Best Shots Advance: ALPHA FLIGHT, GREEN HORNET, ARCHIE
Best Shots Advance Reviews
Written by Greg Pak and Fred Van Lente
Art by Dale Eaglesham, Andrew Hennessy and Sonia Oback
Lettering by Simon Bowland
Published by Marvel Comics
Review by David Pepose
With all the apocalyptic doom of , it's nice to see that Greg Pak and Fred Van Lente aren't afraid to bring some light in their own little corner of the Marvel Universe.
That's right, I'm talking about Canada. With some ultra-clean linework from Dale Eaglesham building up the world of our neighbors to the north, Alpha Flight is a title that trades banter and swashes buckles without apology or self-consciousness — in other words, this is a superhero book that isn't afraid to be a superhero book, and that may be its greatest strength.
What's so interesting about this particular issue is that Pak and Van Lente don't make it so much about the destination — namely, fighting off one of the key players in the greater storyline — but is about the journey we take with the characters themselves. While I think a caption here or there saying what each character's powers or temperament were would have been helpful, this story is about making us understand the group dynamic of Alpha Flight, and to have us bond with the characters as a result.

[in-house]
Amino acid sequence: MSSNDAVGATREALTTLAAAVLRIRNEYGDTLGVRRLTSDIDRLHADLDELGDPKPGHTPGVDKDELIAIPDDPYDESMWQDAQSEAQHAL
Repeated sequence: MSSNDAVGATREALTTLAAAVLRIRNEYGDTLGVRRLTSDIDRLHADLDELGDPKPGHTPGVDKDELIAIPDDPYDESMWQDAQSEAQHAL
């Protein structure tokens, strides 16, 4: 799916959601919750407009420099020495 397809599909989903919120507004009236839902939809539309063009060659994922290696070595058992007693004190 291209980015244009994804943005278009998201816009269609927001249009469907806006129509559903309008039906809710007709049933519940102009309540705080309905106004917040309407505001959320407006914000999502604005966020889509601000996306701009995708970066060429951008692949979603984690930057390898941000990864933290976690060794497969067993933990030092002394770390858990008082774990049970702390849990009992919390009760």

And considering the sheer number of Alphans that the two have to juggle, that couldn't have been easy. There's a real old-school feel to some of the pacing through most of this issue, as we bounce from character to character and watch them quip their way through what has been a bit of a downer in other stories. Northstar still gets plenty of attention in this book, and I'm particularly intrigued where Vindicator and Guardian's relationship is headed. And Marrina's battle cry — "Die, Earth scum!" — might make her my absolute favorite of the bunch.
Dale Eaglesham, in many ways, is what helps Pak and Van Lente's vision work. Whereas many people know him from his more gravitas-laden work — think or — his clean style actually helps establish the brighter, more open tone, buoyed by the bright colors of Sonia Oback. In certain ways, he actually helps establish the sunnier, lighter tone even better than last issue's artist, Ben Oliver, who focused more on the energy and composition. Yet Eaglesham starts off with a bang, producing a two-page spread near the beginning of this book that goes a long way towards winning you over from both an action and design perspective. His heroes are big and strong and larger-than-life, but they never feel pretentious or awkward.
Now that all said, this first issue is surprisingly fun, but isn't a perfect knockout. It doesn't escape the big problem with , which is considering how often disasters hit the Marvel Universe, the everyman's tension feels a little bit unearned, and once the Alphans do start to engage in more political discussion, the pacing slows down to a crawl. I think the other missed opportunity for this book is just to discuss what makes Canada such a unique entity, even compared with the United States – the themes thus far have felt distinctly American in terms of law and order and freedom, and unfortunately, even Alpha Flight follows suit.